I said it last week and I will say it again. Baseball has been fine for 140 years without replay.
I’m glad Reyes got a home run. I would have been OK with it being a double. I’m fine without taking half an hour to review Pagan’s hit in the 10th.
What I would like to see is an outfield fence that is clear. No lines. If it goes over it’s a home run. Move the fences in two feet where need be and make them shorter where there is a silly line.
Before I forget, great job by Howie tonight. He scolded the crowd for doing the wave, and was enthusiastic about keeping Pelf in the game.
7 Replies to “I still don’t like replay”
The problem with the HR replays is the ridiculously drawn-out process. Sending all the umps inside to huddle around a replay is bone dumb. I was listening on the radio at the time, and Rose and Hagin conclusively declared it homer before the umps even decided to go inside. Seriously, everybody in America can see multiple replays within seconds EXCEPT someone authorized to make the call? Stupid, stupid, stupid. Just put a 5th ump upstairs, already.
Sparks your solution is tolerable but I’m fine with human element.
Using the ‘baseball was fine without it’ argument is kind of ridiculous. You can say that about any new advancement that has entered the game for the last xxx years.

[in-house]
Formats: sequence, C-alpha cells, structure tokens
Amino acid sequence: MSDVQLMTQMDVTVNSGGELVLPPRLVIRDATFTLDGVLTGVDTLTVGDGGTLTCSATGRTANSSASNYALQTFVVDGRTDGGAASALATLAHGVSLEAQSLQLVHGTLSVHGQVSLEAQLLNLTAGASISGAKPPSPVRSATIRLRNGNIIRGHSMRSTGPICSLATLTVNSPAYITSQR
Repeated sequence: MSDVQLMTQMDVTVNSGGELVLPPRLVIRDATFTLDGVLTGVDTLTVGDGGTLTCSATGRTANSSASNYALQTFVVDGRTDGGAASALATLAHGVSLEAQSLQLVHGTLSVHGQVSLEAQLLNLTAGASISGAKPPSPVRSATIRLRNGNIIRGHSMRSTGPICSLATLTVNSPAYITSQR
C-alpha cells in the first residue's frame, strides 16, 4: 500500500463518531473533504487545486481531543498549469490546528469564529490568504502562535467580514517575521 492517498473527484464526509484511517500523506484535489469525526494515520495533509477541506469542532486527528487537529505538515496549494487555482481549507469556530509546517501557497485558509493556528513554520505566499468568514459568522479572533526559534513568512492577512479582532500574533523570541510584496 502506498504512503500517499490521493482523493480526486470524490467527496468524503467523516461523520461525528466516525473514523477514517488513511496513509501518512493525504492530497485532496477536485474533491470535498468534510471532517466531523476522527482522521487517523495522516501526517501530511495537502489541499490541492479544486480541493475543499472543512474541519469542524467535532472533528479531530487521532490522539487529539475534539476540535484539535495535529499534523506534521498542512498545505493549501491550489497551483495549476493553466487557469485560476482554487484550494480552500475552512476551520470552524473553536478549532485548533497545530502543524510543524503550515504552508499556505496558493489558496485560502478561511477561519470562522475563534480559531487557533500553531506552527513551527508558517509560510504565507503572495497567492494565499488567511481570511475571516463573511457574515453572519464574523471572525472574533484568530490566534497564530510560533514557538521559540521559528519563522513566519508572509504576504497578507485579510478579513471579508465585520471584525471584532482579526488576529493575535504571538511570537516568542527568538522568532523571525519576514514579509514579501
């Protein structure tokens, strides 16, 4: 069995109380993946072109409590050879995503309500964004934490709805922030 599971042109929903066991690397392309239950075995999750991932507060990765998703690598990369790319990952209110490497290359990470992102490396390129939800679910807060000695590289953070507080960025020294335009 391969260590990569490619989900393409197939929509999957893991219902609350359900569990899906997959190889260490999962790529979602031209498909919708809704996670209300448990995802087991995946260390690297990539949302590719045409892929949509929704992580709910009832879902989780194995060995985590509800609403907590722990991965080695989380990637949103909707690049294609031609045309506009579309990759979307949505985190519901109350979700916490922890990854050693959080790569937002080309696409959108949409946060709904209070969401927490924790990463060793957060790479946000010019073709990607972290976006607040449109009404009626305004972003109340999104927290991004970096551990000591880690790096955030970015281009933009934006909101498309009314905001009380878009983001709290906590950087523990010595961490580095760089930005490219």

The fact is, we now have the technology to get calls right that did not exist in the past. Leave the HR reviews the way they are and adopt an NFL style for the rest.
I can live with a game being 10 minutes longer if it doesn’t mean a blown call turning a potentially big game.
Paul – would you have a coaches challenge type thing? How might it work. Interested in the discussion.
I would go the route of 1 challenge per nine innings and 1 if the game goes to extras. Obviously it can’t be limitless because that would bog everything down, but as we get towards games that are going to be having severe pennant implications, getting calls right becomes more important.
It also brings an element of stategy into when to use it (ie if Reyes gets called out on a very close play leading off the game, you’d probably be better served to wait until later to see if a worse call comes)
I know comparing it to the NFL is apples to oranges, but replay works well there and doesn’t really prolong the game very much.
Frankly the tv timeouts are the big culprit in both games going longer than they should, but that’s not chaning anytime soon.
Coaches challenges are not feasible in baseball. They’re really not feasible in the NFL either, but at least you have a clock.
in baseball you would just wait, and delay with mound visits and throwing to first, until someone let you know conclusively if it was worth challenging.
I dislike the ump in the booth option too, as it’d pretty much eliminate arguing with umpires and there are so many plays that evolve instantly based on a call. Take a hit to shallow outfield that’s ruled a catch. Runner is halfway between third and home. retreats to safety. Ump in booth overrules it as a trap. If this was correctly called on the field, the runner probably scores (barring an awesome throw, which you cannot know would’ve happen) do you award the guy home? but what if he wouldn’t have made it? what if the guy at first would’ve gone to second on the throw home? what if the catcher would’ve missed the throw and he would’ve went to third?
actually it has NOT been fine for 140 years. there just wasn’t a feasible solution until now. how many bad calls in recent past in the postseason has affected the outcome?
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